The Miller of the Dee- (বৰনৈৰ পাৰৰ কৃষক ৰংমন)

Pranab Sarma

Today I am very happy. I wanted to translate the poem, The  Miller of the Dee to Axomiya (Assamese) for a a very long time but was always stymied by a proper, one word translation of the word miller in Axomiya. I have a healthy respect for people who are successful translators. In fact my urge to read classics started very early on after reading translation of those classics published in many Assamese magazines of my childhood. We always had magazines like Ramdhenu, Navayug,Monideep, Pratinidhi etc. in our home along with all the puja editions of Assamese and Bengali magazines. Oh, what a treasure troves those were. For a young child, it opened up a world beyond belief. However, along with that also came the apprehension of translating anything worthwhile. I think translation is hard because the translator must have a grasp of both the languages, one that is being translated to and the other that is being translated from. In case the original was already translated to a language from which it was being translated to Axomiya, that raised another issue because now the original was being looked at through a borrowed glass. This is not an issue translating directly from English to Assamese. All said and done, I kept myself away from translating  others’ works though there was always an itch at the back of my neck to translate some of my favorite poems to Axomiya.
One of those favorite poems of mine is The Miller of the Dee. It was a poem from our school text book that had touched my heart because of its simplicity and universal message. The issue of translating a poem, I think, is the brevity of words that are available to the translator. There was no water mill in Assam and as such there was no original word to describe it or the work of water milling concisely. So, though I had the urge several times during the last few years, I did not sit down and attempt translating the poem.  As I went out for my morning walk today, an idea came to my mind and took a concrete form at that most personal space in a person’s life, his castle. The bathroom. Don’t be surprised. Many a time that’s where interesting ideas pop up. Instead of translating the poem word by word, I translated the environment to Assam and words flowed. I am happy with the results. Hope my readers are happy also.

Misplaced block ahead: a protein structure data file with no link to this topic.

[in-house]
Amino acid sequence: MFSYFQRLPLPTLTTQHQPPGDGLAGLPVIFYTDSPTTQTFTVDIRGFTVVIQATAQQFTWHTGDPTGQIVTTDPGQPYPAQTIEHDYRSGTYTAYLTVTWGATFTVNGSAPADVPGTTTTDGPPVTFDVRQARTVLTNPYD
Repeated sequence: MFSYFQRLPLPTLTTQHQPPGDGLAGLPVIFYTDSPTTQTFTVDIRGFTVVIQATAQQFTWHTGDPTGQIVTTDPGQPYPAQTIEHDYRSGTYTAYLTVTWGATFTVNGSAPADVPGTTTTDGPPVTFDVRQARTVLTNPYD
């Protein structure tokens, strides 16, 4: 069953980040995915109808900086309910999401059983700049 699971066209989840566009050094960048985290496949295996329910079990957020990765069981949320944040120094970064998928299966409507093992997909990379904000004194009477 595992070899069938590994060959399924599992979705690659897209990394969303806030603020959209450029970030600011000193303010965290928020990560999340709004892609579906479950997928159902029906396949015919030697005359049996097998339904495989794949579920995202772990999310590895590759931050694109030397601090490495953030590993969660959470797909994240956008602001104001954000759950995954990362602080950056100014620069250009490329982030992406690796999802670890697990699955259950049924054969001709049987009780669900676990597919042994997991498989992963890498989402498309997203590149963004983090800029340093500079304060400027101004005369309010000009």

Origin of the  Miller of the Dee was as a English folk song and there were several versions. The version I used for translation was written by Charles MacKay, Scottish poet of nineteenth century. I am not sure if this was the poem we read in school as I remembered the poet being anonymous. Well, memories fade in half a century.
বৰনৈৰ পাৰৰ কৃষক ৰংমন
বৰনৈৰ পাৰতে ,
নিজৰেই ঘৰতে,
আছিলে কৃষক ৰংমন কাই,
পঠাৰৰ লখিমী,
আনিছে ঘৰলৈ,
মৰণা মাৰিছে ভাই।
সুঠাম, সজল
ৰংমন‌ কাই,
কাম কৰে দিনটো
আনন্দৰে গুণগুণাই,
নাই এনে কোনো চৰাই,
প্ৰাণোচ্ছল সুৰৰে,
এনুৱা সুৱদী গীত গায়।
কামৰ সময়ত
নাই দুখ ভাগৰ,
সদায় এইটোৱে গীত,
নাই কোনো ঈৰ্ষা,
নকৰোঁ কাকো হিংসা,
নকৰোঁ, নকৰোঁ মই।
এদিন হঠাতে নৈৰে দাতিৰে
বুঢ়া ৰজা পাৰ হৈ যায়,
শুনি ৰংমনৰ গীত,
বুঢ়া ৰজা স্তম্ভিত,
ৰংমনক লগালে মাত,
শুনা হেৰা বন্ধু,
ভুল তোমাৰ সংগীত,
যিমান হ’ব পাৰে ভুল,
গাইছা সিমানেই ভুল।
যদি মোৰ অন্তৰ
পাৰিলে হেঁতেন হ’ব,
তোমাৰ নিচিনা
কোমোৱা তুলাৰ দৰে পাতল,
আনন্দৰে কৰিলো হেঁতেন,
তোমাৰ সতে অদল-বদল।
কোৱা মোক কিদৰে,
মুকলি মনৰে, উচ্চস্বৰে,
বৰনৈৰ পাৰতে
গোৱা তুমি মধুৰ সঙ্গীত?
আৰু ৰজা ম‌ই যদিও,
হৃদয় মোৰ আনন্দ ৰহিত।
মূৰ দোৱাই হাঁহি মাৰি
ক’লে ৰংমনে,
নাপাতো হাত ম‌ই
কাৰো ওচৰত
মোৰ খোৱাৰ বাবে,
ভাল পাওঁ পত্নীক মোৰ,
জানে সকলোৱে
মোৰ বন্ধু প্ৰীতি, আৰু
সন্তান তিনিটি
স্নেহৰ পাত্ৰ মোৰ।
নহ‌ওঁ ধৰুৱা মই,
নাই কোনো ধাৰ,
বৰনৈৰ কৃপাত,
সাৰুৱা পথাৰত,
ফলে লখিমী আই,
চলি যায়
মোৰ সংসাৰ।
বিদায় বন্ধু,
দীৰ্ঘশ্বাস এৰি ক’লে বুঢ়া ৰজাই।
সুখে থাকা, কুশলে থাকা,
কিন্তু হোৱা যদি সত্যবাদী,
নাগাবা কাহানিও
নকৰে কোনেও ঈৰ্ষা তোমাক।
তোমাৰ মূৰৰ ফুটা জাপিটো
মোৰ মুকুটৰ সমান মূল্যবান,
ৰাজভৰাল মোৰ নহয় ধনী
তোমাৰ সুখৰ সংসাৰৰ সমান।
গৌৰৱান্বিত মোৰ দেশ,
তোমাৰ দৰে প্ৰজাই
বঢ়াই দেশৰ সন্মান,
হেৰা বৰনৈৰ পাৰৰ,
সুখী কৃষক ৰংমন।
প্ৰণবেন্দ্ৰ শৰ্মা, আগষ্ট ২৬, ২০২০
চান হ’জে, কালিফোৰ্ণি‌য়া
The Miller of The Dee
There dwelt a miller, hale and bold,
Beside the River Dee;
He worked and sang from morn till night,
No lark more blithe than he;
And this the burden of his song
Forever used to be:
“I envy nobody – no, not I –
And nobody envies me!”
‘Thou’rt wrong, my friend,” said good King Hal,
“As wrong as wrong can be;
For could my heart be light as thine,
I’d gladly change with thee.
And tell me now, what makes thee sing,
With voice so loud and free,
While I am sad, though I’m the King,
Beside the river Dee?’
The miller smiled and doff’d his cap,
“I earn my bread,” quoth he;
“I love my wife, I love my friend,
I love my children three;
I owe no penny I cannot pay,
I thank the river Dee,
That turns the mill that grinds the corn
That feeds my babes and me.”
“Good friend,” said Hal, and sighed the while,
“Farewell, and happy be;
But say no more, if thou’dst be true,
That no one envies thee;
Thy mealy cap is worth my crown,
Thy mill my kingdom’s fee;
Such men as thou are England’s boast,
O miller of the Dee!
This version was written by Charles Mackay.
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